2018 May 15th DOMINIC RILEY Beautiful British Books (bookbinding) In this lecture Dominic tells the story of fine bindings in Britain over the last hundred years. The journey begins with William Morris and the Kelmscott Chaucer, possibly the last great book of the printed age. He will then show some of the amazing bindings from Sangorski and Sutcliffe, the finest bookbinders in the twentieth century, as well as work from their contemporaries. Dominic will then discuss the new world of Design Binding which emerged after the second world war, as modern design entered this ancient craft, and finish with examples from some of the best artistic bookbinders working today. One of the more elusive copies of the Chaucer is in a jewelled binding by Sangorski & Sutcliffe British Library web site on the Kelmscott Chaucer History of the Kelmscott Chaucer After the AGM June 19th LINDA SMITH Gypsies, Tramps and Thieves: the Representation of the Working Classes in Art This lecture looks at ordinary working people: skilled and unskilled workers in both urban and agricultural environments, craftsmen, artisans, shopkeepers, domestic servants, entertainers, prostitutes, beggars, paupers, slaves. Throughout the history of western art, they have always been there: for centuries as mute observers, background detail or comic relief. But as the world changes, art changes, and this talk will discuss the move of low-life subject matter from the despised and vulgar fringes of popular taste into the respectable mainstream; and out again into political radicalism and avant- garde edginess. This Da Vinci drawing might be "Scaramuccia, king of the gypsies” Grayson Perry talking to the Telegraph about working class art Gypsies in art There are no meetings in July & August Web site designed, created and maintained by Janet Groome Handshake Computer Training
The Arts Society Grantham
Web site and mobile pages designed, created and maintained by Janet Groome Handshake Computer Training
April 17th COLIN DAVIES Architecture, Music and the Invention of Linear Perspective In his dissertation on architecture, Leon Battista Alberti – the  original ‘Renaissance man’ – wrote: ‘We shall therefore borrow all our rules for the fixing of proportions from the musicians’. It is not surprising that the question of proportion should be an important theme in Alberti’s book, but how did the musicians get involved? It turns out that there is a mathematical link between visible proportions and audible proportions, or harmony, and that Renaissance architects were well aware of this link. They saw it as proof that their architecture could participate in the harmony of the whole cosmos. One of them, Filippo Brunelleschi, took the idea further in his invention of ‘linear perspective’ and thereby, incidentally, revolutionised western painting.  Church of Santo Spirito in Florence (1434-82) by Brunelleschi Filippo Brunelleschi’s Linear Perspective Linear Perspective in Painting May 15th DOMINIC RILEY Beautiful British Books (bookbinding) In this lecture Dominic tells the story of fine bindings in Britain over the last hundred years. The journey begins with William Morris and the Kelmscott Chaucer, possibly the last great book of the printed age. He will then show some of the amazing bindings from Sangorski and Sutcliffe, the finest bookbinders in the twentieth century, as well as work from their contemporaries. Dominic will then discuss the new world of Design Binding which emerged after the second world war, as modern design entered this ancient craft, and finish with examples from some of the best artistic bookbinders working today. One of the more elusive copies of the Chaucer is in a jewelled binding by Sangorski & Sutcliffe British Library web site on the Kelmscott Chaucer History of the Kelmscott Chaucer After the AGM June 19th LINDA SMITH Gypsies, Tramps and Thieves: the Representation of the Working Classes in Art This lecture looks at ordinary working people: skilled and unskilled workers in both urban and agricultural environments, craftsmen, artisans, shopkeepers, domestic servants, entertainers, prostitutes, beggars, paupers, slaves. Throughout the history of western art, they have always been there: for centuries as mute observers, background detail or comic relief. But as the world changes, art changes, and this talk will discuss the move of low-life subject matter from the despised and vulgar fringes of popular taste into the respectable mainstream; and out again into political radicalism and avant- garde edginess. Grayson Perry talking to the Telegraph about working class art Gypsies in art There are no meetings in July and August Our new membership year starts in September 2018 Click here to return to the top of the page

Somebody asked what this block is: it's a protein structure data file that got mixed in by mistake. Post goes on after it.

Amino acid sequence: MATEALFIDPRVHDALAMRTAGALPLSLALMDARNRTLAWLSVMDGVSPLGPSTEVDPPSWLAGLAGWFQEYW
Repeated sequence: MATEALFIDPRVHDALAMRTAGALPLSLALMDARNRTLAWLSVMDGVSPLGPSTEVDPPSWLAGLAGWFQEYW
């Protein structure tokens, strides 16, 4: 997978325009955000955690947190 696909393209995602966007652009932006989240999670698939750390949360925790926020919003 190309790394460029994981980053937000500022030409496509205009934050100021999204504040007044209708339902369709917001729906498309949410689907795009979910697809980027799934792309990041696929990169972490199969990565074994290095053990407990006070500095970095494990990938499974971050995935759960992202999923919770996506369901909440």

Programme for 2018